Seneacquoteen & Water Crossings


Up the road a couple miles from Stillwater Ranch were I ranch-sat, is a pretty important landmark in these parts, though growing up here I never knew it…till now.

The Kalispell Indian word, seneacquoteen (pronounced: senny-aqua-teen) means, “crossing”. This, pictured above, is the landing at Seneacquoteen looking towards Laclede, Idaho on the other side.



Looking east from the landing…


and looking west from the landing.


It was the first settlement in the area and was the only ferry crossing to get from one side of the Pend Oreille river/lake to the other long before the first bridge was built in 1909 (about 17 miles east) and long before my home town of Sandpoint as a town, was founded. 

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This pictured above is the first of four bridges that was built to get from one side of the lake to the other, was made entirely of wood and was called “The Wagon Bridge”.  Picture taken in 1909 on the Sagle side looking north to Sandpoint.

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This is the second “Wagon Bridge” taken on the Sandpoint side looking south towards Sagle.  Notice the first Wagon Bridge on the right?  These two relics are long gone and “Long Bridge” number three and four currently take their place.  On a side note: in the early 80’s when I rode the school bus into town for “big kid school’” the pilings from the second bridge could still be seen…not sure if that is the case anymore, I’ll have to look the next time I go into town!


So anyhow, (sorry to bounce you around here) since the spot at Seneacquoteen was the narrowest spot of the river, it became the one and only water crossing during the early years. It was forded by the native Kalispell Indians and white people alike until a commercial ferry was constructed in 1860 for fur traders, surveyors and miners and then later people of the community.  It was used for a good hundred years…even after the bridges were built.

I learned through research and family that Seneacquoteen was not only an early fur trading post but went on to be the county seat, be the Sunday gathering spot due to an “amusement park” of sorts and…AND the is site of the very first house in this neck of the woods to have electricity!  That house is still standing and being lived in. How cool is that?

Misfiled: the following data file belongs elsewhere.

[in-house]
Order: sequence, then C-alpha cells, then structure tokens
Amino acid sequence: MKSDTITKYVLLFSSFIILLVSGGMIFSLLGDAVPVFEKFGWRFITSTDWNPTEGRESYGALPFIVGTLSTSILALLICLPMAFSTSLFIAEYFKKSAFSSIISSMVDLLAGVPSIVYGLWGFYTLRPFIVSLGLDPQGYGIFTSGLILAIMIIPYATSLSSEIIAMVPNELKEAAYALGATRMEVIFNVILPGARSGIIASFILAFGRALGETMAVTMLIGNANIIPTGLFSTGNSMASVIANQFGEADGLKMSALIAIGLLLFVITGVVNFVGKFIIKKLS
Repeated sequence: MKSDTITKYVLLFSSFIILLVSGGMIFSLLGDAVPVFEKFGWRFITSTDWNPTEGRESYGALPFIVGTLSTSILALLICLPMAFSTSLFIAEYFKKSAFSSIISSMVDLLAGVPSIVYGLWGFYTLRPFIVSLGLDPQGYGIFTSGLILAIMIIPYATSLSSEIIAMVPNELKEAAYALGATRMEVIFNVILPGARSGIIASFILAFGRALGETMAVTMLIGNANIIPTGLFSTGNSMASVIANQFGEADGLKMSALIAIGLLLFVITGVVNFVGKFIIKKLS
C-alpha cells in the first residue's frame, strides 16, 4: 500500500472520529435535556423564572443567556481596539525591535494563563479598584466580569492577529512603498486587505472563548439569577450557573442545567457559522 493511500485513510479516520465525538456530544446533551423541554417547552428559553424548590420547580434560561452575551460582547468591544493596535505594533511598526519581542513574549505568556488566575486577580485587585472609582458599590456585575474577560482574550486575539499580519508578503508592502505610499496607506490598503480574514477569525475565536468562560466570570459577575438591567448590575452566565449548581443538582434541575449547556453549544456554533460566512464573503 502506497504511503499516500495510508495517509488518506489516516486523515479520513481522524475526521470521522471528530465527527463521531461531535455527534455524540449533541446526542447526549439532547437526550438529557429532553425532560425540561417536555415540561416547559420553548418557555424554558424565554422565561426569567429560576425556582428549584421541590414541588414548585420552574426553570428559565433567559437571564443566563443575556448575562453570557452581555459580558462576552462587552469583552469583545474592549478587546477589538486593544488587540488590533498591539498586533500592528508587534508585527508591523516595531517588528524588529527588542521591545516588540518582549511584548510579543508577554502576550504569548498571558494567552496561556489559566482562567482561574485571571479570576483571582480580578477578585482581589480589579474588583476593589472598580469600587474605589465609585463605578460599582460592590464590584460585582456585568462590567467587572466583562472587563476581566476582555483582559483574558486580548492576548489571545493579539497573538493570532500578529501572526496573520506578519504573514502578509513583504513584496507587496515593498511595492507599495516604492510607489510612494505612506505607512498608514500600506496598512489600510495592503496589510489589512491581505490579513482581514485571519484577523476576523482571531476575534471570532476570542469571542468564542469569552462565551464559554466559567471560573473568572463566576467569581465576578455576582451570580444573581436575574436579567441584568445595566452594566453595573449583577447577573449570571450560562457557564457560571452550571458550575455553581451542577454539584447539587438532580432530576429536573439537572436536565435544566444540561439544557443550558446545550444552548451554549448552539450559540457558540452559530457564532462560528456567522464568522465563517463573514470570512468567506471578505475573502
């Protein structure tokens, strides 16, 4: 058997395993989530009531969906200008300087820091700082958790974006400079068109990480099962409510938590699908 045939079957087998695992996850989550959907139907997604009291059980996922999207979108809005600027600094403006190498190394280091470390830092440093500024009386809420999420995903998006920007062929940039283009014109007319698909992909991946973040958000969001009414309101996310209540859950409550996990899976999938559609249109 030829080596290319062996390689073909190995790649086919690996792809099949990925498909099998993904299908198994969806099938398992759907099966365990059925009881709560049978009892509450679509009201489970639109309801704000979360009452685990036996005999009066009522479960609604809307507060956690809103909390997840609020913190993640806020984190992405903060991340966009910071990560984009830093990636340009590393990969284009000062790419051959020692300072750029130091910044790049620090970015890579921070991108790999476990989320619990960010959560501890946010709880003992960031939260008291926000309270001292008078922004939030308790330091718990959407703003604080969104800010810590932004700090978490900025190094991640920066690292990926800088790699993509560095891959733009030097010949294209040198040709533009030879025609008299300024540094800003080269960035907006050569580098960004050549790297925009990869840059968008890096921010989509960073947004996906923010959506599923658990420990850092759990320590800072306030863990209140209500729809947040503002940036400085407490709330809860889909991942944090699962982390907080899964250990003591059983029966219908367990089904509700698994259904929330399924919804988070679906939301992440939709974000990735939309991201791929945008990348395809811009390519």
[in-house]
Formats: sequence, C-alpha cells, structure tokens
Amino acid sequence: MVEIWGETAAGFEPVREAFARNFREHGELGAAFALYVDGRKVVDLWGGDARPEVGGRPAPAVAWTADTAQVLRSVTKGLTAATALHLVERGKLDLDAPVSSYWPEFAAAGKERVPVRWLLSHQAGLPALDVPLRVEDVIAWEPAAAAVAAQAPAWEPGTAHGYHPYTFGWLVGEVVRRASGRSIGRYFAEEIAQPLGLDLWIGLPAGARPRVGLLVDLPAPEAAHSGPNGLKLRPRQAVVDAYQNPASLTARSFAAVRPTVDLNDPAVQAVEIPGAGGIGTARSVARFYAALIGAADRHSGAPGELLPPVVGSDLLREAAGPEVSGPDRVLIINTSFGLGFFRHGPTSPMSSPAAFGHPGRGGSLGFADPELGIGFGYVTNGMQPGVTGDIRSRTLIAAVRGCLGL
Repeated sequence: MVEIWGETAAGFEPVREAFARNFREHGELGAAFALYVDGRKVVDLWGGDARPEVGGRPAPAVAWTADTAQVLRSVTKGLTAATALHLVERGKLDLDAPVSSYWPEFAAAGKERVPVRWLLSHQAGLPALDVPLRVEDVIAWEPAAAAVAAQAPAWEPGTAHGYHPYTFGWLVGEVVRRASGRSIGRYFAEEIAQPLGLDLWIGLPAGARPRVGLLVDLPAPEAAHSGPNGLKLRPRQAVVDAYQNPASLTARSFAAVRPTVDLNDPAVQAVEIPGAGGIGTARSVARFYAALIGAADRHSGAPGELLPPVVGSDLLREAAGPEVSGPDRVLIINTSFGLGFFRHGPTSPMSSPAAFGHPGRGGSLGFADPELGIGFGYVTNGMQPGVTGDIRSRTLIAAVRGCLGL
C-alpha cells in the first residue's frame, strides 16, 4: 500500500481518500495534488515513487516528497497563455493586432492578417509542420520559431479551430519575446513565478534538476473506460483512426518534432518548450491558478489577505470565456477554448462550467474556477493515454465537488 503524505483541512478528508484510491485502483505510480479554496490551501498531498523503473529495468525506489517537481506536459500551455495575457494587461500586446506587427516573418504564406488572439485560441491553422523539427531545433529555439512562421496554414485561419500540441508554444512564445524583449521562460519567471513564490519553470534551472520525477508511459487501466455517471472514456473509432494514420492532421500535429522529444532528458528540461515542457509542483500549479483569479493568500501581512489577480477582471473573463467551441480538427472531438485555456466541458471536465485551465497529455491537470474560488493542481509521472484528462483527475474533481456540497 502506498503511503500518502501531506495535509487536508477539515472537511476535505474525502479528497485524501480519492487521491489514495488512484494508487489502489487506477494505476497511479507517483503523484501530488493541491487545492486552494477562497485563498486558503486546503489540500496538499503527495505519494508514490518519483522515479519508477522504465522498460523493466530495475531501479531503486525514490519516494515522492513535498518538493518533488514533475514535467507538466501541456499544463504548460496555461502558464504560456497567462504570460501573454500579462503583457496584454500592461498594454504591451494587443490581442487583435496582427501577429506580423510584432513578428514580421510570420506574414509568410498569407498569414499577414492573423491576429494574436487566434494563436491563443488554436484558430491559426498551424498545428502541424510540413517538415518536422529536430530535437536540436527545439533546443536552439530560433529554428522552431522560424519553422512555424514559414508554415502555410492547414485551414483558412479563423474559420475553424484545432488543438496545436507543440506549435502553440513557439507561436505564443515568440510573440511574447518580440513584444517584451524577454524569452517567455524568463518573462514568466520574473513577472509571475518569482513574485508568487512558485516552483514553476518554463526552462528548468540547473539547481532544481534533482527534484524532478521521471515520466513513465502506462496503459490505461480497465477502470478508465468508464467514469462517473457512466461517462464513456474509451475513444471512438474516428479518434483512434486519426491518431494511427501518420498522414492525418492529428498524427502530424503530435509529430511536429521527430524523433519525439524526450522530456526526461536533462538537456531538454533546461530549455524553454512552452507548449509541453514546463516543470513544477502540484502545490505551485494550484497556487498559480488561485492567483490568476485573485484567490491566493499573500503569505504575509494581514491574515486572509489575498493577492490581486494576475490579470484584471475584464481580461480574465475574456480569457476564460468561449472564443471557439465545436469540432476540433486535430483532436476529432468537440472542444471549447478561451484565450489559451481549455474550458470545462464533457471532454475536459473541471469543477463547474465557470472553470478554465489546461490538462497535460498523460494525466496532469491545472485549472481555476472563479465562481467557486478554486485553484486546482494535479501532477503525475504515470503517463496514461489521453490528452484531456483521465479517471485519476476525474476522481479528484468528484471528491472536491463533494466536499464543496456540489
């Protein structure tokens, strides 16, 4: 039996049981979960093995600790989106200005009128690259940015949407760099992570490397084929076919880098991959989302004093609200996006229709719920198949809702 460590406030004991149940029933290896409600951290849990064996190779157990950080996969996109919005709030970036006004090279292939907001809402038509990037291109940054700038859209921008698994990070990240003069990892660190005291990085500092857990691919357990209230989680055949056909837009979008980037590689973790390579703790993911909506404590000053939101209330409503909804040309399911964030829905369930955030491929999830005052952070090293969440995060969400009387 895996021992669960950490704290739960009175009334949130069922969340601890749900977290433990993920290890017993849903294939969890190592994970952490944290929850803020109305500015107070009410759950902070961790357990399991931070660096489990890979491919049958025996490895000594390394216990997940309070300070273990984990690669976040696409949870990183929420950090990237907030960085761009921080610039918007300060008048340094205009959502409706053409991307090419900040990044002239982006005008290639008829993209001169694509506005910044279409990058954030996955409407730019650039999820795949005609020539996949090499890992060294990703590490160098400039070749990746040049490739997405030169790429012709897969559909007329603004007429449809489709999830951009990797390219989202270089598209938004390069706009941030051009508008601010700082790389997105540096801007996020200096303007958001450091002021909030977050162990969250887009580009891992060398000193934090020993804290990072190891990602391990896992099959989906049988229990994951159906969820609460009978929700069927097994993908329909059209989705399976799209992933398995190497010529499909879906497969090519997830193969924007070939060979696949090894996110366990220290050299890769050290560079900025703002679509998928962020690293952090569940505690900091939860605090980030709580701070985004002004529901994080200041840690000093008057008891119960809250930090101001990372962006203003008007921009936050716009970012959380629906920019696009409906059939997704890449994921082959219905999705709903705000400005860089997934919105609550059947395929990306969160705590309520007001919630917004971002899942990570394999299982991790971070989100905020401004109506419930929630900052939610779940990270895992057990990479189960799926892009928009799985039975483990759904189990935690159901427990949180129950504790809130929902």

This Seneacquoteen/Laclede ferry picture was stolen from Idaho Treasure Hunters website. 


This is the ferry landing looking up at what was once the settlement of Seneacquoteen with the water and Laclede at my back. It has not been developed at all with only a scattering of old homes here and there.  It looks very much like it would have back in the 1800’s.  I adore that.


These beams in the water that I was standing on, to take the previous picture, have been there for more years than I can wrap my brain around.


And this Canadian Goose couldn’t wrap his brain around why us dumb humans couldn’t save all the fussy ferry nonsense and bridge rig-a-ma-roll and just swim it.

The End.


13 thoughts on “Seneacquoteen & Water Crossings

  1. I am so glad you gave the pronunciation. It makes sense after you spelled it out for us. And what a beautiful spot it is! I especially enjoyed your history of the bridges and the old photos of those. Isn’t it amazing how we can live around a place and suddenly be struck by its beauty.


  2. Just when I think you couldn’t take any photos more beautiful than the ones you’ve previously posted, you go and prove me wrong! What a fascinating history around this area. And I love how you closed out with the goose’s thoughts…! Cute!


  3. Thanks for the history lesson……I was on a drive this week up to the Kalispell tribes
    reservation at Usk, Wa. Their land is one mile wide and nine miles long……ONLY……..
    they own a lovely herd of Buffalo and of course the very profitable Northern Quest Casino.

    I drove by your Stillwater Ranch………I know Brian and Kay somewhat……their ranch looks

    Thank you for your photos……your camera picked up things I did not see passing by the
    exact spot!!!!!!!!!!!!!!!!!


  4. I love this!! So much history in our little Panhandle. One of these days I want to go back home to Bonners and do some family history treasure hunting. I would love to find the old family homestead property from my Grandpa’s family on my Mom’s side. My Grandpa was born and raised in Copeland. I LOVE Idaho state history and I love even more that my family was part of it!


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